With our summer gardens growing and producing in full force, it’s hard to even think about planning or even planting a vegetable garden for fall. But now is the time to do so!
Our region’s growing season for warm-season crops is relatively short, however, many of spring’s cool-season crops can make a second appearance in the fall garden. These include vegetables such as lettuces and hardy greens, peas, carrots and beets, leeks and bunching onions, and brassicas.
Timing the Fall Garden
When planning the fall garden, it’s important to select cool-season crops that will mature within 60 days or less. Keep in mind that summer’s daylight hours are receding and because of this you should add an additional two weeks to the plant’s “days to maturity” listed on the seed packet. Also, look for cool-season vegetables that can tolerate a light frost, such as spinach and kale. With a touch of light frost, these crops often taste even sweeter!
To ensure a successful fall harvest, cool-season crops should be sown by mid-July and transplanted into the garden by early August. In our region, it’s difficult to find cool-season transplants at garden centers during the heat of summer, so it’s best to start crops from seed in growing modules or direct-sow the seed into the garden.
When you start seeds in mid-summer, the seedlings will have enough time and daylight to become established and produce a harvest. Young seedlings can be inter-planted between still-growing summer crops, like beans, corn, or tomatoes that will provide shade for the cool-season varieties.
Preparing and Mulching
To prep for fall planting, remove any spring or summer crops that are waning in production or have finished producing. Clear out any weeds as well. A side-dressing of compost can be placed around newly transplanted seedlings for a nutritional boost.
Cool-season crops need cool soil, so mulching is a critical for the seedling’s success. Once your seedlings are transplanted or direct-sown seeds have emerged, apply a layer of much around the plants. An added bonus of mulch – it also helps suppress weeds! Chopped straw, pine needles, leaves, or grass clippings will do the job, but avoid any mulch material that contains herbicides.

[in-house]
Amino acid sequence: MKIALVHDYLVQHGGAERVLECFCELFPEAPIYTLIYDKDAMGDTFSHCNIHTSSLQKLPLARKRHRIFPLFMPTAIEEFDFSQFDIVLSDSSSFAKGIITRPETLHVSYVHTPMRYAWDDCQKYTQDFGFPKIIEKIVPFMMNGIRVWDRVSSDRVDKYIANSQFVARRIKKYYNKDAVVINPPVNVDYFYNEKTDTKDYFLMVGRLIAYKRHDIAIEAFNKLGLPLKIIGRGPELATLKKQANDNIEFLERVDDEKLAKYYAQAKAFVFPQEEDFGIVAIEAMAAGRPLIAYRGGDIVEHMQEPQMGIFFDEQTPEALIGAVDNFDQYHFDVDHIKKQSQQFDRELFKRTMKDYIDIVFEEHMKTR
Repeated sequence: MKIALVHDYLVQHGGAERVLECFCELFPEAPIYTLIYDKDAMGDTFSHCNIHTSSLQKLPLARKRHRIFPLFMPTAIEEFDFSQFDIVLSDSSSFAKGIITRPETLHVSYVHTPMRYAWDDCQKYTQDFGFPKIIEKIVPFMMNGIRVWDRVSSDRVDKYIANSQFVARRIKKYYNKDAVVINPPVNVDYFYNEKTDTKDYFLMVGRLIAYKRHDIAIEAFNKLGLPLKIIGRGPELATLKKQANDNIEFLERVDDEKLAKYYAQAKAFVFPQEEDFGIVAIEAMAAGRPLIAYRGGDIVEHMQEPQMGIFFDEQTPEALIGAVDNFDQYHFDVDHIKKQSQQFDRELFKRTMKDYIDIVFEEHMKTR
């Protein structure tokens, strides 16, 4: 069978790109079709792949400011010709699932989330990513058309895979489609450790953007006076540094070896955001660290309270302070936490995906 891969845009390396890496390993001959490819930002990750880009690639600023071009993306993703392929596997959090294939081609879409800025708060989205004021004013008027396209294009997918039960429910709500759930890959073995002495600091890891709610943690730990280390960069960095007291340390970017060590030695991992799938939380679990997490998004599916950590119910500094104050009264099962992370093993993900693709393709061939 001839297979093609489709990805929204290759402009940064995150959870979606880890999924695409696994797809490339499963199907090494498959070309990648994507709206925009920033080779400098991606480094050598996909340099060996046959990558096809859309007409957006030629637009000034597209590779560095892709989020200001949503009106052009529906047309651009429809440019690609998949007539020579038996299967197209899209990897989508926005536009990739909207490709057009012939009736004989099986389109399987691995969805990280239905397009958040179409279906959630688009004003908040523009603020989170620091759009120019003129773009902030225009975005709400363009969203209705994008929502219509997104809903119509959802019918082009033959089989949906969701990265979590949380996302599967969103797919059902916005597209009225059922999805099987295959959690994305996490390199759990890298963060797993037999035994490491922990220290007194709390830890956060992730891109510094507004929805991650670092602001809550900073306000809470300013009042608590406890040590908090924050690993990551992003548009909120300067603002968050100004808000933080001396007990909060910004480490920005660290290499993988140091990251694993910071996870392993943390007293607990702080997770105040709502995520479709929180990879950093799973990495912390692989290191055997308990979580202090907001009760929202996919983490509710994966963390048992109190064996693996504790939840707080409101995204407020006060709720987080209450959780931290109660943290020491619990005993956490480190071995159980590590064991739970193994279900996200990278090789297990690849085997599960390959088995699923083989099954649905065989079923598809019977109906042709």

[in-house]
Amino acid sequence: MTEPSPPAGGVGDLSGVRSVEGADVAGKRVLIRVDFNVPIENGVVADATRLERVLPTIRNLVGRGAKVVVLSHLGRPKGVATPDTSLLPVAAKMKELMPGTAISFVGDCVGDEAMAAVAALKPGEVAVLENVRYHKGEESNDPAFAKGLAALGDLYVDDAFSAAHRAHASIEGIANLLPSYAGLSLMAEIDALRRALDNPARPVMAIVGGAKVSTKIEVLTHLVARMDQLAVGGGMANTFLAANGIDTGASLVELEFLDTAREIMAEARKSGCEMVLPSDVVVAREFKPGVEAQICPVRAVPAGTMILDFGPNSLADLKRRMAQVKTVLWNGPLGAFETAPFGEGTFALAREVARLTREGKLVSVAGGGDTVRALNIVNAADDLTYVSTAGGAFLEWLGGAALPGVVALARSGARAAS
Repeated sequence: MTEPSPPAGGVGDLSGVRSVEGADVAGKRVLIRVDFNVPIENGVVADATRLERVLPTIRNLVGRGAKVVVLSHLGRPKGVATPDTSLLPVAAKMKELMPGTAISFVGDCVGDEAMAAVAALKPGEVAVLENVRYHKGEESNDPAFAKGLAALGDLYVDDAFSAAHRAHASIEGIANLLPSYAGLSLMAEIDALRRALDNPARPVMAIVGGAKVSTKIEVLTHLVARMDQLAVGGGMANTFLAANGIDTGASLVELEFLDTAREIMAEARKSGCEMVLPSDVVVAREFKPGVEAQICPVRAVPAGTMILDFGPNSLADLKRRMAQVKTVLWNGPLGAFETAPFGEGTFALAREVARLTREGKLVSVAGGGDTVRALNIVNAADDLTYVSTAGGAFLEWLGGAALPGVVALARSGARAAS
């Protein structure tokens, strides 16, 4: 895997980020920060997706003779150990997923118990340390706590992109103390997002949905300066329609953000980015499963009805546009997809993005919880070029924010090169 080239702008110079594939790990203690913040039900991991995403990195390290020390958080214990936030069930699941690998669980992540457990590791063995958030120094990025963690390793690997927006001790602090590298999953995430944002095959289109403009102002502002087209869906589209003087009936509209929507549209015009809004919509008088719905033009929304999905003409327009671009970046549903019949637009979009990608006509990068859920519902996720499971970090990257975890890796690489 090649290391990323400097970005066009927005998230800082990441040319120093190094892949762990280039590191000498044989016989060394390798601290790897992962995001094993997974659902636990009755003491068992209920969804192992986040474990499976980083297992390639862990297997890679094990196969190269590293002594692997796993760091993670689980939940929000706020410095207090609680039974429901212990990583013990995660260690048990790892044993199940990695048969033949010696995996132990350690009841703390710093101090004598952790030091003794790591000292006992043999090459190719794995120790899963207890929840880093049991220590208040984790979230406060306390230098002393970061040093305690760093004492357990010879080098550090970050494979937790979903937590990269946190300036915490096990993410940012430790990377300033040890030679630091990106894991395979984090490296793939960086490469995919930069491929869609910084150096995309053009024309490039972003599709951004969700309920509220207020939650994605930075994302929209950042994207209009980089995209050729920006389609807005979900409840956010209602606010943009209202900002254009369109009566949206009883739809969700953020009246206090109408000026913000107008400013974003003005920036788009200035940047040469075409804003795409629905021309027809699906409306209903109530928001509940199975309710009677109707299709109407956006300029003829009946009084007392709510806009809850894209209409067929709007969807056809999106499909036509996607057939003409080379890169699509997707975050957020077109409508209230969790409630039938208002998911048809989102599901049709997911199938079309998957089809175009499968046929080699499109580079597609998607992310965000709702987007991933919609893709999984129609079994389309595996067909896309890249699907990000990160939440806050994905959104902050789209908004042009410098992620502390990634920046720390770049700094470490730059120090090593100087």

Cool-Season Vegetables for Fall Planting
Not sure what to plant? Here are a few great choices to get you started:
Lettuces: Choose loose-leaf, cut-and-come again varieties like ‘Lolla Rossa’, ‘Merlot’, ‘Marvel of Four Seasons’, or ‘Buttercrunch’; all mature in about 45 days.
Hardy Greens and Brassicas: Any variety of arugula, spinach, chard, Asian greens, kale, mustard, or spouting broccoli will shine in the fall garden. Baby leaves can be harvested in as little as 30 days. Most of these crops are frost tolerant and will taste better after frost.
Root Crops: Radishes, beets, carrots, and bunching onions (scallions) can also be started now. Most radishes mature around 30 days, so you can do a succession planting every week and have radishes right through the fall. Choose early varieties of beets, like ‘Early Wonder’ (50 days) and use the beet greens in fall salads. The green tops of bunching onions are ready in about 30 days. Select true “baby” carrot varieties that mature in about 50 days. When mulched properly carrots will store in the ground into winter.
Herbs: Did your cilantro seem to go from seedling to seed this summer? Cilantro is a cool-season crop and will quickly bolt in summer’s heat. Sow this herb now for a fall crop, just in time for salsa making. Another cool-season crop is chervil. This delicate-leaved French parsley has a slightly anise-flavor and is perfect for roasted chicken.
Summer’s end doesn’t mean that the garden has to stop producing. On the contrary, planning for, and planting, a fall garden extends our short summer growing season and delivers fresh produce into October and even through the first frost.